“When Lilly, rocked by a family secret, agrees to trek through the Australian outback with her newly-discovered father, brother, and niece, the terrain is as remote and unfamiliar as her traveling companions. There in the crowded vehicle, the torment of past relationships pursues her—wanting adventure while wanting safety, feeling cramped and yet never close enough. A poignant and witty story of survival, trust, and awakening.”
– Susan Henderson, author of The Flicker of Old Dreams –
Lilly, a 45 year old New Yorker, travels to Australia in search of the father she never knew after her widowed mother confesses to an affair.
Arriving in Melbourne, Lilly meets her half-brother, Grant, a desirable platypus professor, and his twenty-something daughter, Jen. Together, they provide fair warning for Lilly about her father, Cameron, a cankerous rogue and legendary explorer.
The meeting doesn’t go well and Lilly storms out thinking she’s made a big mistake. But Cameron manages a half-hearted apology and challenges her to take the same trip her mother made with him on the Canning Stock Route, one the roughest outback tracks in the country. Lilly can’t imagine Ida, a beige-haired, meticulous, and spiritually selfish woman, going on such an adventure, and, along with the revelation itself, serves to upend any notion of just who her mother is, and acknowledging it wasn’t only Lilly’s father who was unknown to her.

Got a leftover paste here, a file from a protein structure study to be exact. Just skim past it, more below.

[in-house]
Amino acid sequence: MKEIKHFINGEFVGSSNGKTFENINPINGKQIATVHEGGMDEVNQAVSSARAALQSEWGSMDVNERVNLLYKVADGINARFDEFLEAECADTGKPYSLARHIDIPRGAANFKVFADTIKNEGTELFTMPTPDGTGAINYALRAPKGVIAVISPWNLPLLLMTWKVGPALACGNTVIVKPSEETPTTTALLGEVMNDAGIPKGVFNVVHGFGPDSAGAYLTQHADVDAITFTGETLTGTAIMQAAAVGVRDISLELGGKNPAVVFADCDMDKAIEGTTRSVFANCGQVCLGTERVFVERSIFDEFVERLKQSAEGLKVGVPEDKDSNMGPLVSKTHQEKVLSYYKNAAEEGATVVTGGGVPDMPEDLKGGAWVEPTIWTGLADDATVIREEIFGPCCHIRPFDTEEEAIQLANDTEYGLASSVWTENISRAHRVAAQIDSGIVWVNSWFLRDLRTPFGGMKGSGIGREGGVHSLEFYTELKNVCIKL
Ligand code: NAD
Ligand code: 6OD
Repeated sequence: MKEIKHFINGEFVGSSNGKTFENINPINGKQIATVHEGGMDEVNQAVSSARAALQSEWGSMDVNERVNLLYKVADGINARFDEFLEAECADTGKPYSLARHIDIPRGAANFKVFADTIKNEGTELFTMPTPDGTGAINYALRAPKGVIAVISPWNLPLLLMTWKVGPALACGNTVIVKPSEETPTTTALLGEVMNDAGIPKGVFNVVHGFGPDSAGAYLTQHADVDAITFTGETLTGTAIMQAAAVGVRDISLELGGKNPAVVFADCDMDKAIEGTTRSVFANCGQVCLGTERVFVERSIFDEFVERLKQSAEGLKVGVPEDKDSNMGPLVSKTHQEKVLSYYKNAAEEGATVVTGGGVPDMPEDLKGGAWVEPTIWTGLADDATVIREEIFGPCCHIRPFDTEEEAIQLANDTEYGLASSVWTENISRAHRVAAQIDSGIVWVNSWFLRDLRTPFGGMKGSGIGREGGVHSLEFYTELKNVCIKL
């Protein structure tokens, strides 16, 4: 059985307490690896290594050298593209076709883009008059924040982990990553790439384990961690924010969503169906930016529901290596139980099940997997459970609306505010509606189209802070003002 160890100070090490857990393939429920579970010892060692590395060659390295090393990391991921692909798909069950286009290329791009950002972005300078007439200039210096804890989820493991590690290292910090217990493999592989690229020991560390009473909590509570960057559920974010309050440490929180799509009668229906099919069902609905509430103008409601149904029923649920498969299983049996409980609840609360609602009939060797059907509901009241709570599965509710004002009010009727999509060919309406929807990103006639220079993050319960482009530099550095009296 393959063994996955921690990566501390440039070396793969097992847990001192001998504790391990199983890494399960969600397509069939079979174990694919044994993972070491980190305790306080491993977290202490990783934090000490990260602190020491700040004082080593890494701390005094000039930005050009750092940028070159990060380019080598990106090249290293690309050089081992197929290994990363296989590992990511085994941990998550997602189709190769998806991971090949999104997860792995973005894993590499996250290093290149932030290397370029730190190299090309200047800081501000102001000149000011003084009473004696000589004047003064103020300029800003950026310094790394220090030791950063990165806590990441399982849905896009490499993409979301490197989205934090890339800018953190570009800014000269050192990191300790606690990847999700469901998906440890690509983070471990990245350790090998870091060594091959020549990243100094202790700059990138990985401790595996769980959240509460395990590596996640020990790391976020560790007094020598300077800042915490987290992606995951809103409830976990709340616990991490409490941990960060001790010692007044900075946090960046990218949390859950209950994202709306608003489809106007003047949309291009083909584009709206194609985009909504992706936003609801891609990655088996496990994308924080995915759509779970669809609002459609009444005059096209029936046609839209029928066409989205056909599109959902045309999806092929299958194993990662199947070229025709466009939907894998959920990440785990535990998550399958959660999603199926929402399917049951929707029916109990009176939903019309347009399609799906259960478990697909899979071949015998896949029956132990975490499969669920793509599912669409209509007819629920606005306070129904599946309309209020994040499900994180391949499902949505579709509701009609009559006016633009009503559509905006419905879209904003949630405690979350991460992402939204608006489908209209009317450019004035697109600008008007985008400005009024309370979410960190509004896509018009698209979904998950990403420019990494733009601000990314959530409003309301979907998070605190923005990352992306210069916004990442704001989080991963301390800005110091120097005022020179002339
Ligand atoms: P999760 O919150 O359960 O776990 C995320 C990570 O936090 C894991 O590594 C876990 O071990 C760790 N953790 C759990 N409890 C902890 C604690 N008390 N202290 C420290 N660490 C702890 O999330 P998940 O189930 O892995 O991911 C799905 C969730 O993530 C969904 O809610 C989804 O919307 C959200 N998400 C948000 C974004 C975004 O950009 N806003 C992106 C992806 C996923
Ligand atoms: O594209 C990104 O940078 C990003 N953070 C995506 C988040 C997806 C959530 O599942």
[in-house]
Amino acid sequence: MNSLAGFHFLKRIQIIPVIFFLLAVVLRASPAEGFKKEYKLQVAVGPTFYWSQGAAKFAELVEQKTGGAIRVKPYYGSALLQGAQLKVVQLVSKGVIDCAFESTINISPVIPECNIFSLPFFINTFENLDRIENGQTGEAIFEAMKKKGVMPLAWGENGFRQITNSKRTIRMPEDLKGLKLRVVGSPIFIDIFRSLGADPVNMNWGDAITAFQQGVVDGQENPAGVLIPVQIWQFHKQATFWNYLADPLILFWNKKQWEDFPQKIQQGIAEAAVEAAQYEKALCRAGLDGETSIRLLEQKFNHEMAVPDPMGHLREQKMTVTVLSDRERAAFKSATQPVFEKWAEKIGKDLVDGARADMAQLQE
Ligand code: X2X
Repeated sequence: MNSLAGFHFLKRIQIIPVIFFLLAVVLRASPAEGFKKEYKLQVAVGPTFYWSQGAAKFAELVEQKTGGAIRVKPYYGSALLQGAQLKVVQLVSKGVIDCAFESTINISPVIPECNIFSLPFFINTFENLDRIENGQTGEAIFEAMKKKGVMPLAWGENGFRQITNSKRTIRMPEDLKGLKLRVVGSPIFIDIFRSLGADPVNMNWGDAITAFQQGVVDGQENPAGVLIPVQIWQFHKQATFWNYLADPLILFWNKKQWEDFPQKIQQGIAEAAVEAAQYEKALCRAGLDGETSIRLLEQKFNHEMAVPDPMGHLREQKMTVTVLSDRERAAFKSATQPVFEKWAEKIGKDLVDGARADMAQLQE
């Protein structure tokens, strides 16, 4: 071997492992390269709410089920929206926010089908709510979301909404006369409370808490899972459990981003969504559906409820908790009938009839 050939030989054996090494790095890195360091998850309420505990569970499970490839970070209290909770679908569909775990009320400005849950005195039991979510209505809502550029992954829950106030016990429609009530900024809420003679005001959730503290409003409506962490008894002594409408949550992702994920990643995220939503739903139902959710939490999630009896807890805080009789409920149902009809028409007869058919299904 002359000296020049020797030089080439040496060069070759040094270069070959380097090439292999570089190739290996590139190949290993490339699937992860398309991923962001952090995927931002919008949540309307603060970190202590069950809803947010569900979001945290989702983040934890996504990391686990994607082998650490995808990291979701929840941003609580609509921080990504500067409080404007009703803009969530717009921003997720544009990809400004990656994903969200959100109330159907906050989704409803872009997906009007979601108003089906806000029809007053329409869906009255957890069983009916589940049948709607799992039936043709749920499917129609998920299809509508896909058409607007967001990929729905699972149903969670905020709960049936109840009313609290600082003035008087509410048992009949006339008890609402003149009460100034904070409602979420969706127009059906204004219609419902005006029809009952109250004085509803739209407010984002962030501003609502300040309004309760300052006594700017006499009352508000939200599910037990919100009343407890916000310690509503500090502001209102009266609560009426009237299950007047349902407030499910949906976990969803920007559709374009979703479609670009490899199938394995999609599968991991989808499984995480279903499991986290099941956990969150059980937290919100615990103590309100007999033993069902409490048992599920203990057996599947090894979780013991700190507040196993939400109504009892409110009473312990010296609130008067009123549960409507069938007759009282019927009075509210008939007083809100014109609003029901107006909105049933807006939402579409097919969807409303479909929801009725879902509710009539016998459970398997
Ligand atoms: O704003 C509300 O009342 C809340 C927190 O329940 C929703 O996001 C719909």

Grant refuses to let Lilly to go it alone with Cameron, and he and Jen, alternately bored and preoccupied with looking good, come along for the journey. The hard days and nights in the harsh desert provide time and space for Lilly to recall the years with her ex-husband, Stephen, artist and all around drunk, perhaps the great love and surely the great disappointment of her life.
Enveloped in sand and dust, Lilly faces the real power and destructiveness of secrets, of sexual taboos and the thrill of transgression. In this place where deception is as inevitable as death that comes not just as an ending, but as a lesson in the naivete of thinking any of us are ever exactly where we belong in the world.